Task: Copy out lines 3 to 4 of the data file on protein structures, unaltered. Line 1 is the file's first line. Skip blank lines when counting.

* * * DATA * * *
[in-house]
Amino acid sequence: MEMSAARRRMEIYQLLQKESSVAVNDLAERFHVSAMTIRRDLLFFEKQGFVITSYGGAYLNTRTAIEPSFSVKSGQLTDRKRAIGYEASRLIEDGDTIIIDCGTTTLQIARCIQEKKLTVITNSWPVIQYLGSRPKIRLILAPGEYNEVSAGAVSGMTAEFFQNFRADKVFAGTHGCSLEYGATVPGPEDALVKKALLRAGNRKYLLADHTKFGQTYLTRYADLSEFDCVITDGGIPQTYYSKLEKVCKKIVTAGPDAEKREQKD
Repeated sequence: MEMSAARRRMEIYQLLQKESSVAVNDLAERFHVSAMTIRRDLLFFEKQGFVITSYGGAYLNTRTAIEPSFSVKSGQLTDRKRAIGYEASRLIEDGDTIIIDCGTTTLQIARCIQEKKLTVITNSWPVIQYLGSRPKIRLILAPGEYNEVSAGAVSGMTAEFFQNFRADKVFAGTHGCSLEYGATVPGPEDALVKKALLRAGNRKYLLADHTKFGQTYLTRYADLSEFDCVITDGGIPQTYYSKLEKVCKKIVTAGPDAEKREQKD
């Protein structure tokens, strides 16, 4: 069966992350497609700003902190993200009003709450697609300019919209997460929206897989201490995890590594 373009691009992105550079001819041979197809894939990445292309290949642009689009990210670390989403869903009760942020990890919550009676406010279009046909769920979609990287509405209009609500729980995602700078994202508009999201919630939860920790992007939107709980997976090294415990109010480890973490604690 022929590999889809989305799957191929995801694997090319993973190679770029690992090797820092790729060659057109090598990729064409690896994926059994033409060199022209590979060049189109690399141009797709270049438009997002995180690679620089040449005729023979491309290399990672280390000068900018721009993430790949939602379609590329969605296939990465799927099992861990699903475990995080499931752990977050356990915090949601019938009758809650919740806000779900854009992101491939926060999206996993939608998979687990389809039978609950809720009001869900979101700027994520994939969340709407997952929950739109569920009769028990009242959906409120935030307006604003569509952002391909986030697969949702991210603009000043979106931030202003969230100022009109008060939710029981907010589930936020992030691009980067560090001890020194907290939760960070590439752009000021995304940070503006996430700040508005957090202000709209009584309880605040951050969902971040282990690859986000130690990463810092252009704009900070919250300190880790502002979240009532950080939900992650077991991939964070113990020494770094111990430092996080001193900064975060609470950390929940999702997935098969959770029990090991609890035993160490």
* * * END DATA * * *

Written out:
Repeated sequence: MEMSAARRRMEIYQLLQKESSVAVNDLAERFHVSAMTIRRDLLFFEKQGFVITSYGGAYLNTRTAIEPSFSVKSGQLTDRKRAIGYEASRLIEDGDTIIIDCGTTTLQIARCIQEKKLTVITNSWPVIQYLGSRPKIRLILAPGEYNEVSAGAVSGMTAEFFQNFRADKVFAGTHGCSLEYGATVPGPEDALVKKALLRAGNRKYLLADHTKFGQTYLTRYADLSEFDCVITDGGIPQTYYSKLEKVCKKIVTAGPDAEKREQKD
């Protein structure tokens, strides 16, 4: 069966992350497609700003902190993200009003709450697609300019919209997460929206897989201490995890590594 373009691009992105550079001819041979197809894939990445292309290949642009689009990210670390989403869903009760942020990890919550009676406010279009046909769920979609990287509405209009609500729980995602700078994202508009999201919630939860920790992007939107709980997976090294415990109010480890973490604690 022929590999889809989305799957191929995801694997090319993973190679770029690992090797820092790729060659057109090598990729064409690896994926059994033409060199022209590979060049189109690399141009797709270049438009997002995180690679620089040449005729023979491309290399990672280390000068900018721009993430790949939602379609590329969605296939990465799927099992861990699903475990995080499931752990977050356990915090949601019938009758809650919740806000779900854009992101491939926060999206996993939608998979687990389809039978609950809720009001869900979101700027994520994939969340709407997952929950739109569920009769028990009242959906409120935030307006604003569509952002391909986030697969949702991210603009000043979106931030202003969230100022009109008060939710029981907010589930936020992030691009980067560090001890020194907290939760960070590439752009000021995304940070503006996430700040508005957090202000709209009584309880605040951050969902971040282990690859986000130690990463810092252009704009900070919250300190880790502002979240009532950080939900992650077991991939964070113990020494770094111990430092996080001193900064975060609470950390929940999702997935098969959770029990090991609890035993160490």